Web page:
The plan was for Tom to come to Farmersville yesterday (04/19) but a chance article - and a scan of a webpage - made us rethink those plans. The American Sign Museum in Cincinnati was celebrating their 10th anniversary. Best of all the usual adult admission price of $15 each was reduced to two for $10.
How could we pass that up?
The American Sign Museum is exactly what it sounds like ... mostly neon signs, many from the 1950's. But it's really signs in general if you don't let the neon colors blind you to the wider message. The Cincinnati Enquirer calls it "a history lesson".
The museum opened in 2005 but in Walnut Hills. The current museum is in Camp Washington on Monmouth Street. Tod Swormstedt is president and founder; Brad Huberman is managing director.
We arrived just before 2 pm on a rainy afternoon. The "Welcome" sign - a large Genie with outstretched arms - was gray, wet and dripping. This twenty foot tall character is from a California carpet cleaning company.
But, once inside, the brilliant color fantasy begins. Get ready to squint.
This small Holiday Inn sign is right inside the main entrance.
Step around a corner to the right and this is the first glimpse of what you're about to see ...
Antique unlit signs are displayed, too.
But it's when they get the electrical treatment that they pop into a display worthy of Las Vegas.
All of us in the Miami Valley know the Frisch's Big Boy character (even if, like me, we're vegetarians).
Tom admires some old time signs.
And a few more basic signs.
Then it begins to brighten up ...
The "Changeable Neon Letters" at the bottom is an interesting concept. Designed for indoor use, individual letters plug into sockets so that a custom message can be built. These come from Piqua, Ohio.
Crosley is a prominent Cincinnati name (think WLR, Crosley Broadcasting). This sign is from Powel Crosley's appliance store.
Automobile and transportation signage is well-represented. Dad would have enjoyed the place. It's like traveling the early byways on the 1950's.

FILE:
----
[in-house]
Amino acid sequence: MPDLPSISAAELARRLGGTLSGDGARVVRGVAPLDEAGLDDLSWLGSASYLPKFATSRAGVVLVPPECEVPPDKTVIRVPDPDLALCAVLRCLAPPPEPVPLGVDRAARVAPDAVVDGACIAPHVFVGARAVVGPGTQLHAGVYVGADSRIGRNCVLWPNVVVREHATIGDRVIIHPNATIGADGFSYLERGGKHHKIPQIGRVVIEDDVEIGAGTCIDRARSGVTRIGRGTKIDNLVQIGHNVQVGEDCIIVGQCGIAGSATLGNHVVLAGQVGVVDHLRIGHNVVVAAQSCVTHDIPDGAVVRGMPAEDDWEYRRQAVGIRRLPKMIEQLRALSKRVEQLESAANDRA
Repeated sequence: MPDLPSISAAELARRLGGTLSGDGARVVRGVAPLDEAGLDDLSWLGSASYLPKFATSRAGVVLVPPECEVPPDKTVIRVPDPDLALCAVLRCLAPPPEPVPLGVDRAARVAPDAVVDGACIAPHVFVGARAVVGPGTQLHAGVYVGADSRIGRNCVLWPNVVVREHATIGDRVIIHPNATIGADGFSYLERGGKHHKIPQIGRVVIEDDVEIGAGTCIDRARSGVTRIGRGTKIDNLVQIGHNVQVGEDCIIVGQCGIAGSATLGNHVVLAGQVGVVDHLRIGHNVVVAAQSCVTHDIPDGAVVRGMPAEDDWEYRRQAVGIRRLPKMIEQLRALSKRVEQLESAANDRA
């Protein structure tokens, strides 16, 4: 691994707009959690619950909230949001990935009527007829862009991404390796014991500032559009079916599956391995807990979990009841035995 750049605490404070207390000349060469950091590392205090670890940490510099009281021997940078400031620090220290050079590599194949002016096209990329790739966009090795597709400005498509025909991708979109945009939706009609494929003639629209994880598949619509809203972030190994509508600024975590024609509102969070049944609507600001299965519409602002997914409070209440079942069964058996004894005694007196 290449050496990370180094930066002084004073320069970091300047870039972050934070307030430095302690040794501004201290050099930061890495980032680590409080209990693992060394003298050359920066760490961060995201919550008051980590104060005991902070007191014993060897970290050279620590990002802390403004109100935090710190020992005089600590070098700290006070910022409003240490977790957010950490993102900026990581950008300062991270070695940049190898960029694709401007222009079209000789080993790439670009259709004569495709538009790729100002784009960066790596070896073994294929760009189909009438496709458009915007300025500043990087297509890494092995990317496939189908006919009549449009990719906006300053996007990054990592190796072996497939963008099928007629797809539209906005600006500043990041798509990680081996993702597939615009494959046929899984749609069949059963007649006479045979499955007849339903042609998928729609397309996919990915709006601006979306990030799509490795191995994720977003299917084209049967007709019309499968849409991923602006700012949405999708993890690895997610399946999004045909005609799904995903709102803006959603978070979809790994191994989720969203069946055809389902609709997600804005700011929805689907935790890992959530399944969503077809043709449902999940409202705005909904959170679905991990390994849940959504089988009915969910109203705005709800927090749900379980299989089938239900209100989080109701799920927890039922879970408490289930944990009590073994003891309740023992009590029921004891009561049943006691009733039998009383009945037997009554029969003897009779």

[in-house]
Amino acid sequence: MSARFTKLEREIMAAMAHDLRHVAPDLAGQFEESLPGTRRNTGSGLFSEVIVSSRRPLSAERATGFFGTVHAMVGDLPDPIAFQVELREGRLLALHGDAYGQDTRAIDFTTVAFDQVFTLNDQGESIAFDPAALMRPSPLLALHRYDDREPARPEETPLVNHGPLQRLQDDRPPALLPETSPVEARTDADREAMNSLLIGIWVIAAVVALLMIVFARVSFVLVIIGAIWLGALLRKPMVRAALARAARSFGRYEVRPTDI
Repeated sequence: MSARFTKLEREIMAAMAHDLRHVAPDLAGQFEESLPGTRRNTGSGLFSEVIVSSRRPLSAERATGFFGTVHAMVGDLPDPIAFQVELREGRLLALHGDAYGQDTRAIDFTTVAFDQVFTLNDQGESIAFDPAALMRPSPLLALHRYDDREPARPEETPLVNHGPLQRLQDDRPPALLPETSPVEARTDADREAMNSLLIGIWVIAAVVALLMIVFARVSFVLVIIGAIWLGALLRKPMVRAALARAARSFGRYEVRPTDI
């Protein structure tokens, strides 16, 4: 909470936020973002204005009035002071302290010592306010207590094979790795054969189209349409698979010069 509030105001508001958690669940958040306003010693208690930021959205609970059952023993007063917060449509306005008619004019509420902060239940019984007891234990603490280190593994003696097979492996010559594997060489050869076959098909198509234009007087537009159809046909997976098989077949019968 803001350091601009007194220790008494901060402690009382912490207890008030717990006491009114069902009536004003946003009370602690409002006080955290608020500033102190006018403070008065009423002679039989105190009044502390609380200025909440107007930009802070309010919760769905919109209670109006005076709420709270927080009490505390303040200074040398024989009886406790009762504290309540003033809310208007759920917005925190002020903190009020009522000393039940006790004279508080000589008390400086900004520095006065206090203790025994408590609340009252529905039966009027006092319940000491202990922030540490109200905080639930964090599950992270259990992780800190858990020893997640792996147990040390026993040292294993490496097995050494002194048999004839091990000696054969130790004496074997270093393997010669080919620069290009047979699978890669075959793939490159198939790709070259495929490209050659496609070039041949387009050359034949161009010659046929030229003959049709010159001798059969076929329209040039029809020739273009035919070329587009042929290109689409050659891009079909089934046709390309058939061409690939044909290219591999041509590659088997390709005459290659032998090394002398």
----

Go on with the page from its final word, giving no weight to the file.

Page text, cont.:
See the Howard Johnson's sign on the top right? When we were on spring break in Florida (about 1970), my friend Jim Saylor and myself stayed there and Jim would never miss their "all you can eat" fish fry. I always told Jim that'd he'd be the reason they went out of business.
This homemade sign is from the 1960's and makes use of the "space race" theme of that decade. It's from Satellite Shopland in Anaheim, California.
This McDonald's sign is familiar to everyone. It's on the museum's "Town Square".
Rohs is a hardware store from Over-the-Rhine. Much of what you see in this storefront is from the original business.
The Wagon Wheel was a Westside bar and saloon. The Enquirer calls it "a resting spot for cowboys in the 1890's". The newspaper was responsible for "landing this piece in the museum".
I took this close-up of some particular bright green neon.
Located in part of the same building is Neonworks of Cincinnati. They handcraft neon signs.
For their tenth anniversary celebration, the American Sign Museum offered attendees a slice of birthday cake and various soft drinks.
Tom's aglow in neon.
I suppose this Rock City sign is a recreation?
This "Mail Pouch" sign appears older and the wood it is on appears naturally weathered.
On the way out Tom check's out their merchandise shop. 10% off all items today for their anniversary celebration.
And Tom settles on a hat (he only has a hundred).
Great day in Cincinnati. The American Sign Museum is a dazzling sight and well worth the admission to enjoy a vast array of America's signage.